That has been the central issue of her husband’s presidency—what can a black president do for the black community? In her professional life, Michelle has drifted toward jobs where she mentors the next generation—she left a six-figure law firm to work for City Hall, and left that job to mentor young people working as public servants. In the White House she’s focused on encouraging minority children to get an education and, more importantly, to reach for something greater than their circumstances appear to allow.
It’s the same ideology her parents had—the legacy of racism, far from gone, versus each child’s ability and responsibility to shape her future—but she, like every Robinson generation before her, has had ever stronger examples of what minority children can achieve.
At the same time, she has a history of the “excuses” that she could have used to stay back. The Whitney Young counselors who told her she was reaching too high with Princeton. The southern roommate her freshman year who’s mother tried to get her a white roommate. The slow, slow march towards diversity of the Harvard Law School faculty. In her Princeton thesis, Michelle Robinson wrote that “White cultural and social structure will only allow me to remain on the periphery of society, never becoming a full participant.” She may not think that now—as she once, notoriously, said, she was “proud” of her country for the first time when her husband ran for president—but she never stopped thinking that opportunity is something that the black community has to take for itself from hands that aren’t always willing to give.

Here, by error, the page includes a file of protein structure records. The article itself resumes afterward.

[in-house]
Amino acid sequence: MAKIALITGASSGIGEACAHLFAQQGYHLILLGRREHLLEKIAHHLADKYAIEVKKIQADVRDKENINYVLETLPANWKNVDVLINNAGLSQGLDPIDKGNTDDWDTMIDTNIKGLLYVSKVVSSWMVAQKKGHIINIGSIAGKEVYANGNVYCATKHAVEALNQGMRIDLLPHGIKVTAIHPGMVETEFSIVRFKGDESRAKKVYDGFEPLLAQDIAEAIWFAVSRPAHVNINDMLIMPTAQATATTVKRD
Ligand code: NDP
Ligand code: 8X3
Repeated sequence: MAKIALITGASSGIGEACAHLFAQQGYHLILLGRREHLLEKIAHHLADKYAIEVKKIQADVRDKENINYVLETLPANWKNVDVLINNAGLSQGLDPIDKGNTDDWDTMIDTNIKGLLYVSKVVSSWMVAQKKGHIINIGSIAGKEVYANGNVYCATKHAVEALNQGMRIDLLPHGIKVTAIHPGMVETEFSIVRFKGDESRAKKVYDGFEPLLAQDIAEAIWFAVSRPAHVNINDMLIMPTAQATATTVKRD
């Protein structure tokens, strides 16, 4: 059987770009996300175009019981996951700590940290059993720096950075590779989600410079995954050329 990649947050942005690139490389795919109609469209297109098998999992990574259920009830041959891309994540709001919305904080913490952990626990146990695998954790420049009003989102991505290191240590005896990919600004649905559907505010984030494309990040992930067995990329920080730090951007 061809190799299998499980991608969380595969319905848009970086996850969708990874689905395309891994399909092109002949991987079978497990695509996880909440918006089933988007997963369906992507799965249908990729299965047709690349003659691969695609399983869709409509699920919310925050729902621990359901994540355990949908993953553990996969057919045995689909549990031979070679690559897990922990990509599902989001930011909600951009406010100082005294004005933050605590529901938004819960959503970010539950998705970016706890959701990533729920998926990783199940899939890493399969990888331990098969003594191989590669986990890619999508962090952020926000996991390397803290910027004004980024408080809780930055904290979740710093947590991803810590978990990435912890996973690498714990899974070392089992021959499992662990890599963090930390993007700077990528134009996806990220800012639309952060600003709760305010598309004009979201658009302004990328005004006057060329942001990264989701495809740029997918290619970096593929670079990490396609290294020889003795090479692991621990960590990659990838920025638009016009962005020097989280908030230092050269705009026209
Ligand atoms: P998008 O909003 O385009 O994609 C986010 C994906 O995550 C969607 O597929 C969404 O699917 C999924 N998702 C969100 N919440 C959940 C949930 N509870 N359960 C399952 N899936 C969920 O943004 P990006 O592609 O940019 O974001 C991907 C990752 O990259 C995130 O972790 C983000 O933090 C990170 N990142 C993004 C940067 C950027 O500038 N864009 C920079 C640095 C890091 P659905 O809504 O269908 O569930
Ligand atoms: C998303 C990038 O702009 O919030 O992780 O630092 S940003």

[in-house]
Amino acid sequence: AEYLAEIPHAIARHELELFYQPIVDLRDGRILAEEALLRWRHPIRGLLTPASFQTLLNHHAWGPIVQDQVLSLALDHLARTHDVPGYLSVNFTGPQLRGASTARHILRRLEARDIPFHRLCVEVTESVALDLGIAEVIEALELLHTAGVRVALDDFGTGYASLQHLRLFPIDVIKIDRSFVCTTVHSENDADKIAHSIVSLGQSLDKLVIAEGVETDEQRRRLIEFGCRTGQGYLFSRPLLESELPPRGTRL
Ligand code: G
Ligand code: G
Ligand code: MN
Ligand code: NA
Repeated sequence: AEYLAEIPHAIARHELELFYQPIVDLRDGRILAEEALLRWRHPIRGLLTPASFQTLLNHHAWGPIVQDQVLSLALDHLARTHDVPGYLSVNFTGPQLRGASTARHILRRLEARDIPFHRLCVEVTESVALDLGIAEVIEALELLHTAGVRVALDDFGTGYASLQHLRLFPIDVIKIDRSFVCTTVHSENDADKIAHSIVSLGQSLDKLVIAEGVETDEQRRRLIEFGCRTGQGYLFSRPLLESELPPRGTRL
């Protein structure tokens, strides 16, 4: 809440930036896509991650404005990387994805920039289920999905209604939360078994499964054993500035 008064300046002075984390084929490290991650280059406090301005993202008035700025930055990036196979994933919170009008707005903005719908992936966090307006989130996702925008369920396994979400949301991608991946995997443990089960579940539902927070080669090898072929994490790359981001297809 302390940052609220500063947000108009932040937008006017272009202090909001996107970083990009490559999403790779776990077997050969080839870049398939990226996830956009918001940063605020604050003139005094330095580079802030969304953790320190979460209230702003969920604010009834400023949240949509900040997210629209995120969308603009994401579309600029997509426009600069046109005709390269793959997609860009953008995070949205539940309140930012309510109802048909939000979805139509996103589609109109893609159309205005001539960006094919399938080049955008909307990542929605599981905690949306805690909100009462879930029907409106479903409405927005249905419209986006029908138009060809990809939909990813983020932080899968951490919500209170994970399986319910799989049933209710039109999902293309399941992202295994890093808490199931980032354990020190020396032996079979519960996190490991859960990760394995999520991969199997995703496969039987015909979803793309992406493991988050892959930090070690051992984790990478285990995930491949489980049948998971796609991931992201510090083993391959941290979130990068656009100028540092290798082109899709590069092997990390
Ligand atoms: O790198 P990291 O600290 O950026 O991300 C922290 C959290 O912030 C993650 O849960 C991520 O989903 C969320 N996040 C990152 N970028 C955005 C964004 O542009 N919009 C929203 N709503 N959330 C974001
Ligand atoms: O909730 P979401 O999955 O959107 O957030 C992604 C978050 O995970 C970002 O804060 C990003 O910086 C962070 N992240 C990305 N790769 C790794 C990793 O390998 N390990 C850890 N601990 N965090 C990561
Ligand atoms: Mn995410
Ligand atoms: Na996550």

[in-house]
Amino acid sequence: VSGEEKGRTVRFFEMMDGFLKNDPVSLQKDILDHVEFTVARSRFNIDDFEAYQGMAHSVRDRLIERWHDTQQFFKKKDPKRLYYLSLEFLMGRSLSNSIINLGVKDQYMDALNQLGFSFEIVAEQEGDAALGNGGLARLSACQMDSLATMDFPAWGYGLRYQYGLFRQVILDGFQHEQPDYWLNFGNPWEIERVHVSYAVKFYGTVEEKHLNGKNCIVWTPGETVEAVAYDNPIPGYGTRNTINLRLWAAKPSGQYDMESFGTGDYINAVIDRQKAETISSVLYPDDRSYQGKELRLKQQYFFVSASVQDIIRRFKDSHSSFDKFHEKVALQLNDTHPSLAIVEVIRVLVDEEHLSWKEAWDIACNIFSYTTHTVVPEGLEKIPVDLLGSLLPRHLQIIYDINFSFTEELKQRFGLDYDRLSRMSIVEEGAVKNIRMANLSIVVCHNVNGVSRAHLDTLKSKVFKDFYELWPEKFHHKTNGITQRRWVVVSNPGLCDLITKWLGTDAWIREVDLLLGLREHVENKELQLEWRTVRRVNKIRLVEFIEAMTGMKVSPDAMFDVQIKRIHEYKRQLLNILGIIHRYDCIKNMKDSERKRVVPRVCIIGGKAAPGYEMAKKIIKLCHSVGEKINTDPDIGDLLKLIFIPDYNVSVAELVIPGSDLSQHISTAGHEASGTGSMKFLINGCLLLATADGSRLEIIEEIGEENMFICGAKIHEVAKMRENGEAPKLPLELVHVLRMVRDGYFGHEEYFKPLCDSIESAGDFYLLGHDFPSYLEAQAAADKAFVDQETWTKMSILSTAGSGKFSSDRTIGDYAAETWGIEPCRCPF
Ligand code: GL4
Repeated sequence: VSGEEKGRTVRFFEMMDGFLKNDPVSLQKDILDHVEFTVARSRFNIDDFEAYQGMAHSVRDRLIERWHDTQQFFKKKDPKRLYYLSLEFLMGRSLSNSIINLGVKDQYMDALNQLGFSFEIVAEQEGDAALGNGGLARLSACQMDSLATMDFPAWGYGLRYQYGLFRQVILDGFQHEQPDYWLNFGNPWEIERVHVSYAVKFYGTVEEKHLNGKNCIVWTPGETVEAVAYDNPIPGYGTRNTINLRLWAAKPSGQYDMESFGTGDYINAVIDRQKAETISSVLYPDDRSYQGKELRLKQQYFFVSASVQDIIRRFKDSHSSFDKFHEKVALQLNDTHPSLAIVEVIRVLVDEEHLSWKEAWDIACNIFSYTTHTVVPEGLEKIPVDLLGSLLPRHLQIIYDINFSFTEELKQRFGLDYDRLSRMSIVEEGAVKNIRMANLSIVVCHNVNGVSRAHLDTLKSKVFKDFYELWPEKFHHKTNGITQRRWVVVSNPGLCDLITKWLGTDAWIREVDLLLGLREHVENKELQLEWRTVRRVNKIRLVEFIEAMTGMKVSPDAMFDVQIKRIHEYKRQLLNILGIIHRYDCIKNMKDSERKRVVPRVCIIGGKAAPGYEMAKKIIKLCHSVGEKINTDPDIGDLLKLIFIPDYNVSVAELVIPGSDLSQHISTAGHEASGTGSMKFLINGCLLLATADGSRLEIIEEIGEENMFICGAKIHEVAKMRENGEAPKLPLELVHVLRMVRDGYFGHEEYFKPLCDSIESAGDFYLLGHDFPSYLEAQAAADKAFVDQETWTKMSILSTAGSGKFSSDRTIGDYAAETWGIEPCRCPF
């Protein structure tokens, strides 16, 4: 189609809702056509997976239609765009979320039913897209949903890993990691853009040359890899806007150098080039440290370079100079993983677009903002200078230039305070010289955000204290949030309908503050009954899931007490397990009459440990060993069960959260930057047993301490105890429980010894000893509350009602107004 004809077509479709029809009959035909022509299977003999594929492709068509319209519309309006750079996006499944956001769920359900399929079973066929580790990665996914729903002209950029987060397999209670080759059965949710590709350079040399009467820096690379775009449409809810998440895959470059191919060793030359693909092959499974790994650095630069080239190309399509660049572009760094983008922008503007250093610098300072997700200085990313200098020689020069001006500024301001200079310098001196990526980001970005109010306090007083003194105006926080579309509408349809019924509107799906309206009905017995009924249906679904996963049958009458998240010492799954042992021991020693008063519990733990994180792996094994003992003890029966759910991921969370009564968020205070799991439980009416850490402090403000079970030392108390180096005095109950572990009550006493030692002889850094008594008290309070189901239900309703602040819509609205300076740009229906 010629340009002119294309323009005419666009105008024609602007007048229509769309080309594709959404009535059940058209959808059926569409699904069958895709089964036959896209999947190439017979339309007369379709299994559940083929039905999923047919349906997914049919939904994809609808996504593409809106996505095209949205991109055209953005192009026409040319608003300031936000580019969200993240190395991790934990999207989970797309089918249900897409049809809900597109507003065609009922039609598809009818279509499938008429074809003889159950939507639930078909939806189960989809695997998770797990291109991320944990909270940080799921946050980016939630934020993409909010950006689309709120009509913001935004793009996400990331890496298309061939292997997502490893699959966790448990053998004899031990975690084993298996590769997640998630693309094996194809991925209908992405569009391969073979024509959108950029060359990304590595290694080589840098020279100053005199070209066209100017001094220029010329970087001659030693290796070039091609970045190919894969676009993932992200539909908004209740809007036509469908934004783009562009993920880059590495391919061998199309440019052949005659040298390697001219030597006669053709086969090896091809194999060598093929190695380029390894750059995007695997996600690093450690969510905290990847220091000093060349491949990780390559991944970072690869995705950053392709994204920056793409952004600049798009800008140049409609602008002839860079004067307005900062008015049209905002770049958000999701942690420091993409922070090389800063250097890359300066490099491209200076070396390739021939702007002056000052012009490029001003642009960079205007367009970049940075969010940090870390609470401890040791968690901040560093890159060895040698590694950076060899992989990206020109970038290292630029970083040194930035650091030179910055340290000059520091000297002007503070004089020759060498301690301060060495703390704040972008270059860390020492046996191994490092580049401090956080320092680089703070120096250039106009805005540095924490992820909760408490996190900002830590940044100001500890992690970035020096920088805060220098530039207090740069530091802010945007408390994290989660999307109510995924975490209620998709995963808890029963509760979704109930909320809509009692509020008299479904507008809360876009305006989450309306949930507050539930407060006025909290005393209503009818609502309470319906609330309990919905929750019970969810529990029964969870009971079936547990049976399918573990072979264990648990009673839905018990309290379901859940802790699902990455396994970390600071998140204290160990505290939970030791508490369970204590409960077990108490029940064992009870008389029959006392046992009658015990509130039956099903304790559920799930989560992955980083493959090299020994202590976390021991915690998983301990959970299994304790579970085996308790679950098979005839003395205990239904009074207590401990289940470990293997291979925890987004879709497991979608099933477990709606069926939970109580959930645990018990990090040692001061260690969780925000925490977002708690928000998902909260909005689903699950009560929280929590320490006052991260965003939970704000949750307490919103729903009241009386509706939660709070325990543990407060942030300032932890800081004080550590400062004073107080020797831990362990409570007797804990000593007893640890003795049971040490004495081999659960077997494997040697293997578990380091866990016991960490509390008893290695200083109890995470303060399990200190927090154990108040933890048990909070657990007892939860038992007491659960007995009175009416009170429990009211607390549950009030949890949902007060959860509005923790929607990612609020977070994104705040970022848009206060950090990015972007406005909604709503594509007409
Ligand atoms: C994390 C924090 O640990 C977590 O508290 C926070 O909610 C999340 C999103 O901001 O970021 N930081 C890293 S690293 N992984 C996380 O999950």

You see it when she talks to kids now. During an august 2014 speech at Booker T. Washington in Atlanta, Obama told the kids that they were part of “a legacy of progress and a responsibility to better themselves and their families” given by Booker T. Washington and Martin Luther King Jr. “If there’s anybody telling you that you’re not college material—anyone—I want you to brush ‘em off,” she said. “Prove them wrong.”